NEW YORK — Bob McNair, a transplanted Texan who built an energy empire that earned him a fortune he would spend on an NFL team and philanthropy and political causes, died Friday at his home in Houston. He was 81.
The team he owned, the Houston Texans, announced his death in a statement. A team spokeswoman said the cause was cancer.
A longtime Houstonian, Mr. McNair founded Cogen Technologies, which became the largest privately owned cogeneration company in the world — and then sold the bulk of it in 1999 for $1.1 billion with an eye toward becoming an NFL owner. In October 1999 his aspirations were realized when the league awarded him the franchise that would become the Texans — a move that would return professional football to Houston in 2002, six years after the Oilers skipped for Tennessee to become the Titans.
“The whole thing was just an absolute dream come true,” Mr. McNair told The New York Times that year. “I don’t know how I could have scripted anything better.”
As the team’s owner, he was also instrumental in bringing two Super Bowl games to Houston, in 2004 and in 2017.
“Nobody cared — or helped people — more, and that’s just one of the reasons I will always be proud Bob was my good friend,” former president George W. Bush said in a statement Friday. “He was simply the best.”
Robert C. McNair was born in Tampa on Jan. 1, 1937, to Ruth and Ruse McNair. He grew up in Rutherford County in North Carolina and graduated from the University of South Carolina in 1958; he and his wife, Janice Suber McNair, moved to Houston two years later.
After amassing his fortune in the energy sector, Mr. McNair began contributing large sums to educational, philanthropic, and politically conservative causes. For instance, he donated $100 million to Baylor College of Medicine in 2007 and pledged $1 million each to relief efforts following Hurricane Katrina in 2005 and Hurricane Harvey in 2017.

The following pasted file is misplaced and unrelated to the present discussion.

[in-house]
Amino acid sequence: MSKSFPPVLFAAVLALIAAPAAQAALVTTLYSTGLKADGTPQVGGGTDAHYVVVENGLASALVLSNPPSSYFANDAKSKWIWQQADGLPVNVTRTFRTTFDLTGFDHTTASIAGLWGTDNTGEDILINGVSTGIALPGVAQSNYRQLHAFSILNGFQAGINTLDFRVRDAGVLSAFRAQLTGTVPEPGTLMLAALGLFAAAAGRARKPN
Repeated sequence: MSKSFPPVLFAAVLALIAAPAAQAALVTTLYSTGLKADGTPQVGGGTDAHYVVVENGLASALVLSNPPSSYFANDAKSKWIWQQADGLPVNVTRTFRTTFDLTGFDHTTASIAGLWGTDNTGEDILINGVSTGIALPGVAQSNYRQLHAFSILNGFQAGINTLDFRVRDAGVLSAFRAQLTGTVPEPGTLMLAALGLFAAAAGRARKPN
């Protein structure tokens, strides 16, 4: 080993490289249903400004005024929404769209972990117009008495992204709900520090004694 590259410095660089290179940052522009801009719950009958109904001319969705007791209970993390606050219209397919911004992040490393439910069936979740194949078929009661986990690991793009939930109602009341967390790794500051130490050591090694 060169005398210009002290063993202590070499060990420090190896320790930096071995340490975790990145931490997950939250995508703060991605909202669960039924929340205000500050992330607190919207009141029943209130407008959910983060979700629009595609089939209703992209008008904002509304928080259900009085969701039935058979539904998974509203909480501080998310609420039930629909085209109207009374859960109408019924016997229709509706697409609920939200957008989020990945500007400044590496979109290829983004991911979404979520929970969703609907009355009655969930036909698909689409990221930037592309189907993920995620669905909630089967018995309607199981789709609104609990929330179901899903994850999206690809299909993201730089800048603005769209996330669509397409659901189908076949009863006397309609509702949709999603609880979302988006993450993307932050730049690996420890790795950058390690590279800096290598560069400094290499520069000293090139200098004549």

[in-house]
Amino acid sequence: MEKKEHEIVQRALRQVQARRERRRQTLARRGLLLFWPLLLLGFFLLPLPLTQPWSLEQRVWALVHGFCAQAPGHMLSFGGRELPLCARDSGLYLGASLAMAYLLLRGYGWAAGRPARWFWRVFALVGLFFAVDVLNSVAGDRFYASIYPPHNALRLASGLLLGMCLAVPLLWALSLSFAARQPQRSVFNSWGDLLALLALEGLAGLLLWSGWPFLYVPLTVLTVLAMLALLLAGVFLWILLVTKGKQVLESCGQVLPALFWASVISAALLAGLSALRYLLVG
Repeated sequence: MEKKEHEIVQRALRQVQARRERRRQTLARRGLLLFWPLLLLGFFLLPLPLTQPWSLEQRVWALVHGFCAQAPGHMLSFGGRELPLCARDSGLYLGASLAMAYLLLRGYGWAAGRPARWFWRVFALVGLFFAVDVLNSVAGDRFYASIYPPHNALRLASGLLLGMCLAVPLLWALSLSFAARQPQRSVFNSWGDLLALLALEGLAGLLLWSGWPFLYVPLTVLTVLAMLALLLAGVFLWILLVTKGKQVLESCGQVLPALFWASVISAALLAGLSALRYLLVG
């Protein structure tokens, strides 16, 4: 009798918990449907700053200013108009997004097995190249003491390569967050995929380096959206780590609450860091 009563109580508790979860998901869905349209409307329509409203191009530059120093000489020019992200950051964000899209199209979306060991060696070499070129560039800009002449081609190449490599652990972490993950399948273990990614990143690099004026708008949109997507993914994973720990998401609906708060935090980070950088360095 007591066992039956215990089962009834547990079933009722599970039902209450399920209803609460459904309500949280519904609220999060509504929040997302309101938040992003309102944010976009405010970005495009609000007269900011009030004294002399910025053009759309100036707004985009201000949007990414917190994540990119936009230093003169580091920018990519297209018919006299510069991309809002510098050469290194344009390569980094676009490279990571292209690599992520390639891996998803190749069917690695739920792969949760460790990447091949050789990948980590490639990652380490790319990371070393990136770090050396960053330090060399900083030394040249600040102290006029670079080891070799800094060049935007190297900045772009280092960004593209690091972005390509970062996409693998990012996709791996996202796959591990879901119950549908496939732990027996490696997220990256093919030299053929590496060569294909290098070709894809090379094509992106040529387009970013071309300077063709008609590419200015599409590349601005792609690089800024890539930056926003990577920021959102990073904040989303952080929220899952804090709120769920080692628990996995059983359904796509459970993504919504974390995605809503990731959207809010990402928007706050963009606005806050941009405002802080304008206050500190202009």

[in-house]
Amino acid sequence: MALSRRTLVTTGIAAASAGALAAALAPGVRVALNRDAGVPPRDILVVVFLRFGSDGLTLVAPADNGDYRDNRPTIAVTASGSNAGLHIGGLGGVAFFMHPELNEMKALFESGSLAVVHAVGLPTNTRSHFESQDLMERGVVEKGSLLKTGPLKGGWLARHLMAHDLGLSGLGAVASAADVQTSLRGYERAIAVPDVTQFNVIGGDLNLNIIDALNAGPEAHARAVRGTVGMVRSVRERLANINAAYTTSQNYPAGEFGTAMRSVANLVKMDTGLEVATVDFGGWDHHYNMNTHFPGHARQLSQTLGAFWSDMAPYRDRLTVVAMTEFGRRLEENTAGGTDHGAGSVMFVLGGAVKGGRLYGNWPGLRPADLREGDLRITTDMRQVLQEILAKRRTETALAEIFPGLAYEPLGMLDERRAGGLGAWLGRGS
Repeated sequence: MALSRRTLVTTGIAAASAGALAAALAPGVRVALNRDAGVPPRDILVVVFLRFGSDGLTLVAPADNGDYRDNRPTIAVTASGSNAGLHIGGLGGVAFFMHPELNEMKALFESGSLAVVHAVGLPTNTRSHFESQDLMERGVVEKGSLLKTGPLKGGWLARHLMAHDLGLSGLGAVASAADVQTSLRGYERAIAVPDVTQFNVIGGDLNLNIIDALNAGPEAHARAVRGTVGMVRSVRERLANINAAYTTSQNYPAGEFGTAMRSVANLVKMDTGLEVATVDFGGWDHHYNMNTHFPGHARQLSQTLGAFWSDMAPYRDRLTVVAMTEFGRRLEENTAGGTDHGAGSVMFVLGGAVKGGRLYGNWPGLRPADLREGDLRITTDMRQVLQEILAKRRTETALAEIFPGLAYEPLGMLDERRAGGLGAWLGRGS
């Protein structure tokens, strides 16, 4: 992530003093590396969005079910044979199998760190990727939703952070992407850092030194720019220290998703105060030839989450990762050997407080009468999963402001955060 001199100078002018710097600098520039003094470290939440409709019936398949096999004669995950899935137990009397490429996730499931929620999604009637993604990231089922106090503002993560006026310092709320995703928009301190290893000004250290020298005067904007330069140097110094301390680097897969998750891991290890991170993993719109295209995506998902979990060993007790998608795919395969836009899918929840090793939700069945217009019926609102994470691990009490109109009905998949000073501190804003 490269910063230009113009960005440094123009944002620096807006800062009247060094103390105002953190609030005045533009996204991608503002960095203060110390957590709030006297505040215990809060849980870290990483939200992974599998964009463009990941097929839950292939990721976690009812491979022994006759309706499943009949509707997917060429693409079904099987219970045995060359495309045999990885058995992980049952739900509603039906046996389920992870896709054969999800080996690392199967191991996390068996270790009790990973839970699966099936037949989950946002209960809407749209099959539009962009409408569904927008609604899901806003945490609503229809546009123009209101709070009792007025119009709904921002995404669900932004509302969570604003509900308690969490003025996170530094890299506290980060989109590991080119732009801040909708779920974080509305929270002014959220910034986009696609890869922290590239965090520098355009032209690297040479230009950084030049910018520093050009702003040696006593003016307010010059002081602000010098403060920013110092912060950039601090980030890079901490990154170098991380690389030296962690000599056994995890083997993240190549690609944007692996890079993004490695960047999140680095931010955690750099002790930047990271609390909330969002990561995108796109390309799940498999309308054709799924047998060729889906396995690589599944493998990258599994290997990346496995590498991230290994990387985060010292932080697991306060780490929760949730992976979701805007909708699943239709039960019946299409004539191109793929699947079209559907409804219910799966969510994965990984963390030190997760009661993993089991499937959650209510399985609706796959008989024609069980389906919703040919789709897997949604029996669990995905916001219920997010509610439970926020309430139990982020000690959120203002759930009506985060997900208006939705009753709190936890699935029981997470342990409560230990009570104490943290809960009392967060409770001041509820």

His donations over the years helped etch his name on everything from a graduate school of management to an Asian elephant habitat, according to a biography on the Texans’ website.
In 2012, he gave $1 million to a super PAC supporting Mitt Romney’s presidential campaign. In the lead-up to the 2016 elections, he gave more than $7 million to conservative groups and campaigns. And when Donald Trump was elected, Mr. McNair donated another $1 million for inauguration festivities.
In 2015, Mr. McNair was criticized for donating $10,000 to a group that opposed a Houston ordinance that sought to protect gay and transgender rights. He later rescinded the check, saying the group had “made numerous unauthorized statements” about his opposition to the ordinance.
But it was with his $700 million bid to create the new Houston franchise that he would enter the exclusive club of NFL owners and raise his public profile.
He was among the owners most actively involved in NFL matters, serving as chairman of the finance committee while also sitting on two other committees.
Under his ownership, the Texans won their first AFC South title in 2011 and repeated as conference champions the next year. The team went on to win four division titles in seven seasons.
But in recent years, the league has found itself embroiled in the political issues of the day — and team owners like Mr. McNair have occasionally stoked discord with their comments.
In October 2017, he was reported to have groused about “inmates running the prison” if NFL owners allowed players to continue to sit or kneel during the national anthem. He made the comment among a handful of owners and team executives not long after a meeting with about a dozen players, many of them African-Americans, and many of whom had demonstrated during the anthem throughout the season to highlight a lack of attention to racial injustice.
The remarks prompted Texans players to consider walking out of practice — two actually skipped — and Mr. McNair apologized twice, on back-to-back days.
Then, in April, the anthem protests drew barbs on Twitter from Trump and forced the league to hold a confidential meeting among its players, owners, and executives.
In an audio recording of the meeting obtained by The Times, Mr. McNair rebuked the players for kneeling: “You fellas need to ask your compadres, fellas, stop that other business, let’s go out and do something that really produces positive results, and we’ll help you.”
In addition to his wife, Janice, Mr. McNair leaves two sons, Cal and Cary; two daughters, Ruth and Melissa; 15 grandchildren; and two great-grandsons. His son Cal is believed to be the heir to the football franchise.